The routine of FIG. 3 is executed each time a keycode is received. The routine is entered at step 300 and receives a digit from IR receiver 119, or from local keyboard 118, at step 310. At step 315, a check is made to determine if this is the first digit entered for this particular channel number. If so, then the program advances to step 320, at which timer 122 is started. At step 330, the message "N"- is caused to be displayed on the display screen, where "N" represents the number of the digit key pressed.

According to the invention, a channel number and a favorite channel position may be distinguished from each other by the length of time in which the digit key for the leading digit is held activated. That is, if a digit key is held activated for a period of at least 3 seconds, then a favorite channel selection mode is enabled. If not, then a 2-digit channel number entry mode is enabled. Accordingly, at step 340 a check is made to see if the digit key is still pressed, if not then a short activation is detected, and the 2-digit entry mode is enabled at step 325. If the digit key is still held active by the user, then the program advances to a timing loop comprising steps 350 and 340, which times a 3 second period while repeatedly checking for a release of the digit key. As noted above, exercising the timing function of step 350 may entail either reading the output of a hardware timer such as timer 122, or executing a timing loop subroutine. If the 3 second time interval has expired, then the program advances to step 360 at which the number corresponding to the digit key pressed is entered into an index pointer register 410 as shown in FIG. 4. FIG. 4 also shows an array of 10 memory locations 400, numbered 0-9, hereinafter referred to as the favorite channel memory.

At step 370, favorite channel memory 400 is accessed by the index pointer register which causes the respective favorite channel information stored in the numbered location corresponding to the value in index pointer register 410 to be read out for tuning. By way of example, in FIG. 4, index pointer 410 is shown to contain the number "6", which indicates that the "6" digit key has been held activated for 3 seconds or greater. A "6" in index pointer 410 causes favorite channel memory location 6 to be accessed. In this example, favorite channel memory location 6 contains tuning data for causing the tuning of television channel 52. After obtaining the proper tuning data, the program is then exited at step 380 to the remainder of the keyboard decoding routines, known per se. Step 380 is also reached directly from step 315 for the second digit received, since the second digit does not affect the decision of whether or not the favorite channel selection mode is to be enabled.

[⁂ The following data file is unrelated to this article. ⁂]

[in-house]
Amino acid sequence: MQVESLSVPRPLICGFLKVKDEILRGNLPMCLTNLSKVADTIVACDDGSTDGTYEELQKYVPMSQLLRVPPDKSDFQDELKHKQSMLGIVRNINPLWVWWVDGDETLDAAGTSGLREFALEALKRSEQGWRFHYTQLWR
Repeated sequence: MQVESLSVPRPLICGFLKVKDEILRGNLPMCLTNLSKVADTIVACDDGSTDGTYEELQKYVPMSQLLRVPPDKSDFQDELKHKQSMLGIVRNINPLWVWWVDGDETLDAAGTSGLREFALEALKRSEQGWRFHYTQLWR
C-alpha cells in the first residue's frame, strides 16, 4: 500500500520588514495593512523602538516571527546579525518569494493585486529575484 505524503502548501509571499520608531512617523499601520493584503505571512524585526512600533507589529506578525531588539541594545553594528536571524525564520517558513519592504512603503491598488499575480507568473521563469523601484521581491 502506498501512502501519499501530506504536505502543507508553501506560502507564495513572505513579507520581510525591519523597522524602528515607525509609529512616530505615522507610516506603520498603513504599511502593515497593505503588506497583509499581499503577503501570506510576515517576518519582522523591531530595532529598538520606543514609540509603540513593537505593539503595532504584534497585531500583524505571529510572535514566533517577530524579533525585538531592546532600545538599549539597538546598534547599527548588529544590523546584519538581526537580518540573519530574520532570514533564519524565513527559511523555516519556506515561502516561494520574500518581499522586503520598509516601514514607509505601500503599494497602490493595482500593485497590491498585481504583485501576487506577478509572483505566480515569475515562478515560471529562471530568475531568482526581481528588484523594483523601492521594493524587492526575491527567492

When a user wishes to store tuning information in favorite channel memory 400, the routine of FIG. 5 is executed. The favorite channel data storage routine is entered at step 500 and receives a digit from IR receiver 119, or from local keyboard 118, at step 510. At step 515, a check is made to determine if this is a CHANNEL UP or a CHANNEL DOWN command. If so, then the program advances to step 520, at which timer 122 is started. At step 530, the message "F"- is caused to be displayed on the display screen, where the dash is to be replaced by the number of the next digit key pressed.

According to the invention, a CHANNEL UP/DOWN command and a Store Current Channel as a Favorite Channel command may be distinguished from each other by the length of time in which a CHANNEL UP or a CHANNEL DOWN key is held activated. That is, if a CHANNEL UP or a CHANNEL DOWN key is held activated for a period of at least 3 seconds, then a Store Current Channel as a Favorite Channel mode is enabled. If not, then a channel up or channel down function is executed. At step 540 a check is made to see if the CHANNEL UP or CHANNEL DOWN key is still pressed, if not then a short activation is detected, and the channel up or channel down command is executed at step 525. If, at step 540, the CHANNEL UP or CHANNEL DOWN key is still held active by the user, then the program advances to a timing loop comprising steps 550 and 540, which times a 3 second period while repeatedly checking for a release of the CHANNEL UP or CHANNEL DOWN key. As noted above, exercising the timing function of step 550 may entail either reading the output of a hardware timer such as timer 122, or executing a timing loop subroutine. If the 3 second time interval has expired, then the program advances to step 560 at which the number corresponding to the next digit key pressed is entered into index pointer register 410 of FIG. 4.